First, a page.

But the bigger math involves the close to $15-16 million annually Norman will try to demand as a sudden free agent the week before the draft. The Panthers had offered him a deal close to $11 million.
The Steelers' style is never to spend anything close to that on a player they didn't handpick through the draft.
But the Charlotte Observer reported Pittsburgh is one of several teams to make a preliminary inquiry on Norman's services. In March, the Steelers also called on safety Eric Weddle, who signed a four-year, $26-million deal with Baltimore.
The hefty price tag, coupled with the Steelers' $3.8 million in cap space, make this pairing unlikely.
Not impossible. But unlikely.
Cap space is basically just accounting anyway. A little money maneuvering could make this work if the Steelers really wanted to stretch it. If the Steelers frantically start restructuring existing contracts this week, watch out.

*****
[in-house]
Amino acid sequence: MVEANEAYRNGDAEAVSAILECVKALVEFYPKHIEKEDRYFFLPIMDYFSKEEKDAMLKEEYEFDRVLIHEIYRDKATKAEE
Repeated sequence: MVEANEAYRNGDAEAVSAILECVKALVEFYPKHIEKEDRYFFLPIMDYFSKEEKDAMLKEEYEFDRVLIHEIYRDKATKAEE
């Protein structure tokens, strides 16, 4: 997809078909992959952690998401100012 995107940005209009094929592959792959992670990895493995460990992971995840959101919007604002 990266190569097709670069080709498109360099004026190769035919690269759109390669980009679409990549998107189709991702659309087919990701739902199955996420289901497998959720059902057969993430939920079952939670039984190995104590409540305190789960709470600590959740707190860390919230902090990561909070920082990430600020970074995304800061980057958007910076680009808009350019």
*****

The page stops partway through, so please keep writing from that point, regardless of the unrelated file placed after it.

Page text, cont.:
Norman wanted Darrelle Revis/Patrick Peterson money entering the offseason -- think $15 million per year -- before the Carolina Panthers rescinded his franchise tag. Even if Norman gets Byron Maxwell money, that's still $11 million per year, far out of the comfort zone for most teams.
Norman is a better player than Maxwell and would fit seamlessly in Pittsburgh's zone defensive looks.
As of now, though, the Steelers would surprise if they signed Norman before drafting a cornerback next week.
One way this could work is if the Steelers talked Norman into playing a one-year, high-money deal to set the stage for a huge payout in 2017. But Norman turns 29 in December. This is his one chance for a well-deserved payout.